Biography: Professor Lan-Hsuan Huang received her PhD from Stanford University in 2009. She is currently Professor at the University of Connecticut and has held positions at Columbia University and Institute for Advanced Study, Princeton. She received the CAREER Award from the National Science Foundation in 2015 and Simons Fellowship in Mathematics in 2018. She is an invited speaker of the upcoming International Congress on Mathematical Physics in 2021. She works in geometric analysis and mathematical relativity.
Title: The shape of black holes
Abstract: Einstein’s theory of gravity has been a strong driving force for the current development in several branches of mathematics. Among its profound and wide applications, the theory successfully describes and even predicts celestial objects that were not known to exist, such as black holes. Over the past few decades, remarkable progress using advanced techniques in geometry and analysis has been made to resolve several fundamental questions in general relativity; it also leads to an astonishing realization that black holes are governed by the same mathematical principles as daily life objects, such as soap films. In this lecture, we will discuss the mathematical models of black holes and their intriguing interconnections to topology, geometry, and analysis.
Biography: Misha Elena Kilmer is the William Walker Professor of Mathematics and Adjunct Professor of Computer Science at Tufts University. She was named Fellow of the Society for Industrial and Applied Mathematics in 2019. Prof. Kilmer obtained her Ph.D. in Applied Mathematics from the University of Maryland, College Park. She specializes in the development of fast algorithms for solving large-scale, forward and inverse problems, as well as on theoretical and applied aspects of tensor computation.
Prof. Kilmer is a 2001 recipient of the Tufts Undergraduate Initiative in Teaching Award and was promoted directly to Full Professor in 2005. She is a member of AWM and SIAM. She currently serves as Section Editor for SIAM Review Research Spotlights and as an associate editor for SIAM Journal on Scientific Computing. She is a former Associate Editor for SIAM Journal on Matrix Analysis and Applications and for SIAM Undergraduate Research Online. She is the author of numerous refereed articles and conference proceedings papers appearing in a wide range of computational math and engineering publications. Her work has been or is being funded by the NSF, NIH, IARPA, DARPA and IBM.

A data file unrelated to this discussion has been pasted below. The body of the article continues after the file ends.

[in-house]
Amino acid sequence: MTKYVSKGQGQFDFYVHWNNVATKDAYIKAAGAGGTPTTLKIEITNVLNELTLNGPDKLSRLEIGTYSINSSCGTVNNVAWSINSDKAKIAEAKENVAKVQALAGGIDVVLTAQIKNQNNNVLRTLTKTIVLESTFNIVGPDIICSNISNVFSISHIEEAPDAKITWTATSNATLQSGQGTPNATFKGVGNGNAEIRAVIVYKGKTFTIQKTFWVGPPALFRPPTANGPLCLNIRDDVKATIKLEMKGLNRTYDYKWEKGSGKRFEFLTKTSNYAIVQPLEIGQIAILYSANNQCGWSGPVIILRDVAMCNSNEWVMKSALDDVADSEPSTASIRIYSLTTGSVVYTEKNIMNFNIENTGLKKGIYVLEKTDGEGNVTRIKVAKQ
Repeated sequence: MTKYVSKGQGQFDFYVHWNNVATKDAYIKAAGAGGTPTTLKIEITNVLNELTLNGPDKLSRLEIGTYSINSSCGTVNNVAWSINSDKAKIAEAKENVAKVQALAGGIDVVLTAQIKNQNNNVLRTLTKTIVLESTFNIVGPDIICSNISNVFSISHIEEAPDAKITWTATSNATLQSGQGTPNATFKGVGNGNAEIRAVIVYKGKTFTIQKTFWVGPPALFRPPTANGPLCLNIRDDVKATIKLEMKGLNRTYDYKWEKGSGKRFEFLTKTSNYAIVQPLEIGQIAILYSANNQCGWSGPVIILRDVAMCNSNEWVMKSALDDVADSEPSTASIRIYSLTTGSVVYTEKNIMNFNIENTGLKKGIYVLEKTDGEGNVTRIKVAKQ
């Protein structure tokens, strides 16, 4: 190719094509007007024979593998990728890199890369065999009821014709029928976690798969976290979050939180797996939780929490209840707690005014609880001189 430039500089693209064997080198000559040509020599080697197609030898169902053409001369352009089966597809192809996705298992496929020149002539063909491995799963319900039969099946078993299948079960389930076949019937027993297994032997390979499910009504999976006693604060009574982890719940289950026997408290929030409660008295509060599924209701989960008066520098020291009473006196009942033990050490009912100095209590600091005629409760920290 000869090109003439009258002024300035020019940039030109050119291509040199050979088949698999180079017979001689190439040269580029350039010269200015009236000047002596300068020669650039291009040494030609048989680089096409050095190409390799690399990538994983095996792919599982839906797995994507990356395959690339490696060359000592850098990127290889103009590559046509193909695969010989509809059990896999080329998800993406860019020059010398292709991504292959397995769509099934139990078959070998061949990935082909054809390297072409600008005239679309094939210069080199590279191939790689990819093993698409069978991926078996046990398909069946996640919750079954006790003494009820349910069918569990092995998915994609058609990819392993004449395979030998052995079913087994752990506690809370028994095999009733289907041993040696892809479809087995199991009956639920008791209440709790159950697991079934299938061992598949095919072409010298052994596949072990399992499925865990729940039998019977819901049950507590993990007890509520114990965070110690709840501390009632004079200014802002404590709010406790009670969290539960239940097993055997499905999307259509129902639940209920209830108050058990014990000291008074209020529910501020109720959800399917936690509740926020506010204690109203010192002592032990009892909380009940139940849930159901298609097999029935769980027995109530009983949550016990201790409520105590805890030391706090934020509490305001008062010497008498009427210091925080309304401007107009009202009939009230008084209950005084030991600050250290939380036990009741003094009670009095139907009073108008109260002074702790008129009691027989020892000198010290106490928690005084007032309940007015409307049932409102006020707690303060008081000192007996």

Title: The Case for Tensor Factorization: Compression, Analysis, and Reconstruction of Image Data
Abstract: A grayscale digital image is a matrix (m x n array) whose entries represent intensity values. One way to compress an image, therefore, is to treat the image as a matrix for which a rank-revealing factorization, such as the singular value decomposition (SVD), can be computed. Vectors in the SVD corresponding to the largest singular values represent the directions with the most information content about the matrix. This information is retained and the rest of the vectors are discarded, providing an implicitly compressed representation of the image that retains the important features of the image for later analysis or reconstruction. However, a sequence or collection of k grayscale images (e.g. slices of a 3D medical image or frames in a video) can be arranged as an m x k x n data object. This multiway array is called a tensor and general concepts and algorithms from linear algebra are not easily generalizable to tensors. We introduce new methods for factoring such tensors which resemble matrix factorizations and illustrate how these can be used to successfully compress, analyze and reconstruct multiway image data. This talk is intended to accessible to students who have had a course in Linear Algebra.
Saturday, October 24th
University of Connecticut, Storrs, CT
|WebEx Room 1||WebEx Room 2|
|10:00-11:00||Plenary talk (Lan-Hsuan Huang)||The shape of black holes|
|11:05-11:30||Parallel talks||Ryan Alvarado
Title: The Game of Cycles: How to win before you even begin!
Title: Arithmetic dynamics of post-critically finite functions
|11:35-12:00||Parallel talks||Anthony Della Pella
Title: Counting Cliques Using Polynomials
Title: Hot Tip: Use Math to Study our Changing Climate
|12:10-1:00||Graduate school panel|
|2:15-2:40||Parallel talks||Sherli Koshy Chenthittayil
Title: Using agent based models to understand biofilm interactions
Title: The Heisenberg Group
|2:45-3:10||Parallel talks||Briana Oshiro
Title: The Study of Mathematical Problem Solving
Title: Sets of Finite Perimeter
|3:20-4:20||Plenary talk (Misha Kilmer)||The Case for Tensor Factorization: Compression, Analysis, and Reconstruction of Image Data|